Indeed, the physical market showed fewer signs of tightness. Still, investors focused on momentum strategies changing direction into Q2. That move was doubtlessly exaggerated as large producers hedged the highest prices for the cal-22 strip (March 25) seen since November 2018. And this is bearing out in the recent CFTC data which suggests producer hedging strategies could limit topside ambitions.
Oil traders may find comfort buying dips knowing OPEC+ will closely monitor macro conditions via monthly meetings on the flip side of the coin. There should be little doubt the group will step in to put a floor on the oil price macro conditions deteriorate.
Dare I say the range trade beckons?
The dollar seems to have turned a small corner on the Euro with month-end demand and rebalancing in stocks out of the way. Europe's delays on vaccination and renewed lockdowns are priced by now, and eventually there should be more positive headlines to support the EUR. Indeed, the Euro's relative resilience may reflect headlines that suggested better days ahead for the EU's stuttering vaccination programme.
The foremost opportunity in G10 FX markets could be positioning for European activity's likely recovery. Vaccinations look set to accelerate significantly in April and May, and experience suggests current lockdowns will lower Covid case numbers relatively soon. Indeed, this should be positive for the EUR.
The Malayisian Ringgit
The ringgit remains mired between the competing forces of softer US yields and lower oil prices as energy sectors struggle to shake Monday's sneaky but ferocious sell-off. And with US yields basing the fuel that drove the the MYR higher, that could be evaporating. With higher oil prices and lower US yields, stars don't both align and the ringgit could struggle to break higher ground. And just as worrisome for commodity exporters like Malaysia is China telling banks to rein in lending, which softens China’s credit impulse – and not favourably for the MYR as Malaysia has strong export ties with China.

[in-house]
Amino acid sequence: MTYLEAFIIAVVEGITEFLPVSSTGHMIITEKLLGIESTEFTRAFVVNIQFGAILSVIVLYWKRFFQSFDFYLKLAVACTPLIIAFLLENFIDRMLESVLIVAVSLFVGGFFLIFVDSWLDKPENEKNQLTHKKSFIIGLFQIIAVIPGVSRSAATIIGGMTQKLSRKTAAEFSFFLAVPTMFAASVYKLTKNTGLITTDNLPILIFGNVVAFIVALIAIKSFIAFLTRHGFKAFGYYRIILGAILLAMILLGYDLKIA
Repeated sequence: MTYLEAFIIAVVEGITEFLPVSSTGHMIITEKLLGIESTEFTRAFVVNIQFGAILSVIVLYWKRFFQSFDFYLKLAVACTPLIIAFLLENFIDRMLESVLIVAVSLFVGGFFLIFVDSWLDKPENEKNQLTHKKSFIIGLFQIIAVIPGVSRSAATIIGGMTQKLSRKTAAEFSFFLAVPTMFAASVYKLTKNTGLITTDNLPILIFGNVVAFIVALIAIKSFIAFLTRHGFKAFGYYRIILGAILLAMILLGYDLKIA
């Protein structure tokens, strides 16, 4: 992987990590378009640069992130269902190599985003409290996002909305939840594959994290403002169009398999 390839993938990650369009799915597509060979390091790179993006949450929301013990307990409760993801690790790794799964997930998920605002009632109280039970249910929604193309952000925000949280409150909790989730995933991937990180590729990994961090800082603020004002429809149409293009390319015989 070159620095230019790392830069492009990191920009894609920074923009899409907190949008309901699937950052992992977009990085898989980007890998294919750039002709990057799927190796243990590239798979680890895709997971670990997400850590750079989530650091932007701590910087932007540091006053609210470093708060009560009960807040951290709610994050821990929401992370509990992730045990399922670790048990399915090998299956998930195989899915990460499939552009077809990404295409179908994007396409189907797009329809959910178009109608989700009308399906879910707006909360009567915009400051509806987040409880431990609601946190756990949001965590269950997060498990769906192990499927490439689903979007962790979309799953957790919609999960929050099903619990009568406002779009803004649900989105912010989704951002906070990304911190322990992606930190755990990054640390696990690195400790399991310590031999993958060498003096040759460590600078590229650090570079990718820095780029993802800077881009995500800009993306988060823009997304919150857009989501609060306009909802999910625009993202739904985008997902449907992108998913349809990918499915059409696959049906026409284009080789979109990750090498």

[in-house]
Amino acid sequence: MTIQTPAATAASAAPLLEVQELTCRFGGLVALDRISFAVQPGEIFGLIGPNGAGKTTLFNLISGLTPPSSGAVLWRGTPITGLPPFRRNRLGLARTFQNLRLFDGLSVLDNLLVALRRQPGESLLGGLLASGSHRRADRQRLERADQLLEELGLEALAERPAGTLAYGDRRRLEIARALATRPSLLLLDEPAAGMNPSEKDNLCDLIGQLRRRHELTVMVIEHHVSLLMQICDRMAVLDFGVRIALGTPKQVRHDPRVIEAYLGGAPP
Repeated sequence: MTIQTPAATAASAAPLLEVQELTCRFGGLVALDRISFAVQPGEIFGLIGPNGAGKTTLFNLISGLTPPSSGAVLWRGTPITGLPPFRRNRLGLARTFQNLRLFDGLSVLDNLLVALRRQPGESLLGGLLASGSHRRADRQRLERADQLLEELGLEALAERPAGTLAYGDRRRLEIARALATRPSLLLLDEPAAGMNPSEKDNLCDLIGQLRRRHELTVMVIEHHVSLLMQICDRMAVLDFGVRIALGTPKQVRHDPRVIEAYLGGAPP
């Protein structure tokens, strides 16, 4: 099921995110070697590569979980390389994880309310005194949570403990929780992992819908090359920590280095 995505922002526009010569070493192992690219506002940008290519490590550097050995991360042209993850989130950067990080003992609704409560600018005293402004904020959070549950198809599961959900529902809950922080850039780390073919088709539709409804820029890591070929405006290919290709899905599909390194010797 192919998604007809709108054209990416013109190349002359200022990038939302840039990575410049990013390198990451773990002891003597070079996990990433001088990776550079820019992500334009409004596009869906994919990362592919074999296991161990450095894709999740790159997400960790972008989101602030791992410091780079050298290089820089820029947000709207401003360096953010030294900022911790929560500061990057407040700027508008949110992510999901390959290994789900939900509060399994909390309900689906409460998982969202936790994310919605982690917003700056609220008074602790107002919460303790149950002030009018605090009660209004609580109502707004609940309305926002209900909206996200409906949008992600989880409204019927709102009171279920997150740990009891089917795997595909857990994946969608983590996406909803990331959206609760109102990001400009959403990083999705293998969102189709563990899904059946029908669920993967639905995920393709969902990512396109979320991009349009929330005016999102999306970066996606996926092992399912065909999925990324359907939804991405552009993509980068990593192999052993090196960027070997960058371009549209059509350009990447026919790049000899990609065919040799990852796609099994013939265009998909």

The US Dollar
USD seems more influenced by risk-on risk-off than under the "US exceptionalism" theme. This partially explains why the USD didn’t rally despite excellent unemployment data last Friday, followed by a sizzling ISM. And with US rates not following through higher, it suggests the market is reducing long USD positions by not entertaining Fed policy normalization "exceptionalism" from the FOMC statement at this stage of the recovery. Even though the data was stellar, the market knows Chair Powell has witnessed enough mistakes at the central bank to see that he needs to be patient with policy.
All of which is good for shiny things like gold!
Gold jumps as USD and yields fall, and with USD not responding to "US exceptionalism", it still leaves room for further price climbs.
Gold prices firmed in volatile Asian and European trading as the Easter holidays ended and full trading got back underway. Gold received support from the FX markets as EURUS retained Monday's gains, putting gold on a firm footing. And as we all know, gold in a dollar-weaker environment tends to remain tethered at the hip to the Euro.
But, ultimately, it was USD weakness and an easing in yields during US trading that effectively provided the accelerant to rally gold and silver.
For more market insights, follow me on Twitter: @Steveinnes123